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State of the University Address, 2012
Who We Are, Who We Are Becoming, and Are We Happy
Dennis, I appreciate the generous introduction. I am so glad that you are our Provost and Academic Vice President. The beauty of the music by our student chorus under the direction of Ryan Brandau also warrants my gratitude. I am impressed, Courtney, with your presentation and your leadership of the Associated Student Government. And I thank Fr. Manh Tran for the opening prayer, and all of you who have gathered here for this annual State of the University address. Your presence is gratifying and encouraging.
This past Friday Father Mick McCarthy presented to the Board of Trustees a talk entitled, “Education as Spiritual Exercises.” He included video clips of recent Santa Clara alumni reflecting on questions that included: why we are here, who is my neighbor, what is commitment, and how do we imagine the life of the world to come? One speaker, Quentin Orem, graduated last year as a philosophy major and Catholic Studies minor. I would like to quote from a portion of his response to the question, “Why are we here?” In his observation he reflects on the people he encountered during his four years at this university:
“[There were] these adult figures on campus, all throughout campus – staff and professors and administrators – who took an interest in me just because of me; not because of my major or anything I was doing academically, or what I wanted to do with my life, or where I came from. Although all these things are incredibly important, and were tended to really well, too, all of these people just cared about me and my well being. And that made me feel like what was important wasn’t just how I was doing in school (although that was really important and encouraged), but who I was, and who I was becoming, and was I happy?”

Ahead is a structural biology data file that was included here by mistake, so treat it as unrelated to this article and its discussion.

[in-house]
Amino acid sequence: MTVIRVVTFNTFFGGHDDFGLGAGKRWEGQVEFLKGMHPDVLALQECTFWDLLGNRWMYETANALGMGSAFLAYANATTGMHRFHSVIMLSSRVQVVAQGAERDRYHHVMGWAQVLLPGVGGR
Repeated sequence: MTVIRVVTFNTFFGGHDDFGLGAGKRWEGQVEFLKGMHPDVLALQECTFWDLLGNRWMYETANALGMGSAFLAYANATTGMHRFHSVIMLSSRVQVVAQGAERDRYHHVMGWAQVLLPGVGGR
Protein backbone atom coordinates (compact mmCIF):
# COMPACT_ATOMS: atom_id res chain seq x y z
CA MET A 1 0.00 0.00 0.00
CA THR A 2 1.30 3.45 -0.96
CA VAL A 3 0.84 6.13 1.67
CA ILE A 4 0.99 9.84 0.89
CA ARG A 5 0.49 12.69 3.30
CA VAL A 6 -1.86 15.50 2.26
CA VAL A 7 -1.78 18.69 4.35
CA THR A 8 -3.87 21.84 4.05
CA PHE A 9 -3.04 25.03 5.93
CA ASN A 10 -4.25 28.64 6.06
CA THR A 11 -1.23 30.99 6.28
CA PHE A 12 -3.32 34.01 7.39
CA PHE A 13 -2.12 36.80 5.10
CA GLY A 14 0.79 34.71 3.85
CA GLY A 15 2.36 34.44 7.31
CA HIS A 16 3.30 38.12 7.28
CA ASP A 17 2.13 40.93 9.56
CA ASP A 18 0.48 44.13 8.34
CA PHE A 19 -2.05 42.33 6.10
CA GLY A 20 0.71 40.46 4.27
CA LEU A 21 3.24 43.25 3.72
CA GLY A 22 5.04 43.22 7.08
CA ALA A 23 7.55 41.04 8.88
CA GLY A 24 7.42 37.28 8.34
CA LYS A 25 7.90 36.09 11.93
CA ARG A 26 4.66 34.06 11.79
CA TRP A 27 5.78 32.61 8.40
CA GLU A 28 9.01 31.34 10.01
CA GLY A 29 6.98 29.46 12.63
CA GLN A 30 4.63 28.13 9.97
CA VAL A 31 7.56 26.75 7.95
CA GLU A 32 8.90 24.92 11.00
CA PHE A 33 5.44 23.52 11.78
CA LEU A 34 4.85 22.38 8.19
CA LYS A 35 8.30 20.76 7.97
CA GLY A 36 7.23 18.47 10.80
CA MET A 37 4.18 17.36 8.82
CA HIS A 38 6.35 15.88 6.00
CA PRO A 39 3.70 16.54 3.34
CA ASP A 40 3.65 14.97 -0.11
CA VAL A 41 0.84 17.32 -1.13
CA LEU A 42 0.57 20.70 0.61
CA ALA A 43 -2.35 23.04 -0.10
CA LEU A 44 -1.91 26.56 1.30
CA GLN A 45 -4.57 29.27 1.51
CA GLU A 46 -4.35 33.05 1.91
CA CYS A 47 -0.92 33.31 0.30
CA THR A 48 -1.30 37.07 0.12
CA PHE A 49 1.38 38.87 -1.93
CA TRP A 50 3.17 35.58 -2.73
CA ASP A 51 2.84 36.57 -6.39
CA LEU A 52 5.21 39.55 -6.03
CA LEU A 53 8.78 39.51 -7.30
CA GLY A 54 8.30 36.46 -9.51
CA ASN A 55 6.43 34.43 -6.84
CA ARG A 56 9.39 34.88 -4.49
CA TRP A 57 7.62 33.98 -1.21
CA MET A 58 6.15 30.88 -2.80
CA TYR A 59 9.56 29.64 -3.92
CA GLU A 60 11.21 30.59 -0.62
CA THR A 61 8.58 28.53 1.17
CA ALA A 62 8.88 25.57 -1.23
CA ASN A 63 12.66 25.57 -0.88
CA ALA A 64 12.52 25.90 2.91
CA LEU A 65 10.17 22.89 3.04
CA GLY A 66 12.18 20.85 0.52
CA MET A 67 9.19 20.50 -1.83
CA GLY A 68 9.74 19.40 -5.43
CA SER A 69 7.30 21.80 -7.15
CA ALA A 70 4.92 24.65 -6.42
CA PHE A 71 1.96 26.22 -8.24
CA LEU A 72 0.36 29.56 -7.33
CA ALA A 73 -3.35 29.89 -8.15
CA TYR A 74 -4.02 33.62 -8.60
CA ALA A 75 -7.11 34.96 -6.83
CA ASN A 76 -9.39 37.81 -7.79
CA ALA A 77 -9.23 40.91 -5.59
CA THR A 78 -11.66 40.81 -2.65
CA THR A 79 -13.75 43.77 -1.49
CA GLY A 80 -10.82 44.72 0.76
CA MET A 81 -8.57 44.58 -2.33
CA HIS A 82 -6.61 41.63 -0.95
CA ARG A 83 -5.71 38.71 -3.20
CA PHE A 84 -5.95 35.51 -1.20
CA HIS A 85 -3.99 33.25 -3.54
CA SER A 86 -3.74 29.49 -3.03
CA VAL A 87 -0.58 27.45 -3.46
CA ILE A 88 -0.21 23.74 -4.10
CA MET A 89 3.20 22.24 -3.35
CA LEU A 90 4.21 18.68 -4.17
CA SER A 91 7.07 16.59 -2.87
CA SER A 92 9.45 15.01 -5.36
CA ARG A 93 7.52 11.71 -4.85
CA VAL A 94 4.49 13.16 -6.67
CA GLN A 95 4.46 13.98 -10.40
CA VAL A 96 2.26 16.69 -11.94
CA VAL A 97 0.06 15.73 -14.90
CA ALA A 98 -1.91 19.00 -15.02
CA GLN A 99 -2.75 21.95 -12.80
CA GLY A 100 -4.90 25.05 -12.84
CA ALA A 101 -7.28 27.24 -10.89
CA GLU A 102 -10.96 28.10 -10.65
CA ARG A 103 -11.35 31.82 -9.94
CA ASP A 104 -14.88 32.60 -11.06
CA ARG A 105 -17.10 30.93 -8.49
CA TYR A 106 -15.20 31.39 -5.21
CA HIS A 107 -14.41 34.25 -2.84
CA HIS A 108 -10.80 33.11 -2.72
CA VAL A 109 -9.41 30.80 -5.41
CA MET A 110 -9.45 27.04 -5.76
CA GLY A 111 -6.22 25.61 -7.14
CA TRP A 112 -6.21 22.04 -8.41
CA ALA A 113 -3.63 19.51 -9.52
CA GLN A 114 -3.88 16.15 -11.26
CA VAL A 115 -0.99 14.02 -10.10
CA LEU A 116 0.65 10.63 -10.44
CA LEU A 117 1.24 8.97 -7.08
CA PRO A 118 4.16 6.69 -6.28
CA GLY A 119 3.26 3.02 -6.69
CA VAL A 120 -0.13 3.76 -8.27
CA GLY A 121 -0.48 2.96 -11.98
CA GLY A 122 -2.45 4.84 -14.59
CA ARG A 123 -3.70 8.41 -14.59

Notice the consequences of Quentin’s Santa Clara education. Experiencing the care that people at SCU had for him, as an individual, Quentin discovered what was truly important in life: Who he was, who he was becoming, and was he happy. He has articulated in succinct phrases what we do at Santa Clara and the basic reasons why we do what we do. I felt myself moved by his observations, by his recognition of the wide-spread commitment of people here to the kind of education we provide. What he articulated speaks to our gathering today. I would like to reflect with you about Santa Clara University; about who we are, who we are becoming, and are we happy. These three topics offer a broad overview of Santa Clara at this moment in time, and our aspirations for the future.
Who We Are
Just outside this Mission Church, construction is progressing on the Patricia A. and Stephen C. Schott Admission and Enrollment Services building. This structure will serve as the new front door of the university to welcome visitors and future students to campus. The interior design has been a matter of great interest and concerted effort. Displays, videos, touch screens, and posted images will share with visitors the visual representation of Santa Clara’s heritage and spirit.
Focus groups of staff and faculty have been meeting to assist with this design to express our story of who we are at this institution. The great American writer, Flannery O’Connor, emphasized how important such a narrative is for a people, and, I would suggest, how significant it is for an institution: “There is a certain embarrassment about being a storyteller in these times when stories are considered not quite as satisfying as statements and statements not quite as satisfying as statistics, but in the long run, a people is known, not by its statements or its statistics, but by the stories it tells.”1
The story we tell about Santa Clara unfolds in many different forms. I turn again to Fr. McCarthy’s interviews of our recent graduates. There I heard YaYa Morales share her account of how a Santa Clara educational experience changed her life. YaYa is a 2011 graduate, a double major in English and in Spanish. She led an immersion trip for students in downtown San Jose, for a simulation of homelessness. As she said,
“We walk[ed] the streets of San Jose dressed in clothes as homeless individuals. We had to pick cans from trash, we had to go eat at the same center where they ate, we had to go and mingle with them to try to get a free ride, try to apply for jobs, and [the] whole experience. …I got to feel ostracized in a sense. …And the hardest part was leaving the experience, because that’s when the privilege comes, that’s when I knew: I’m able to leave that world, but a lot of people aren’t. …And that’s why I teach at Sacred Heart [Nativity School, San Jose]. That’s why I’m with those kids: because it’s their reality. A lot of them face those challenges, and…I can’t have kids facing that.”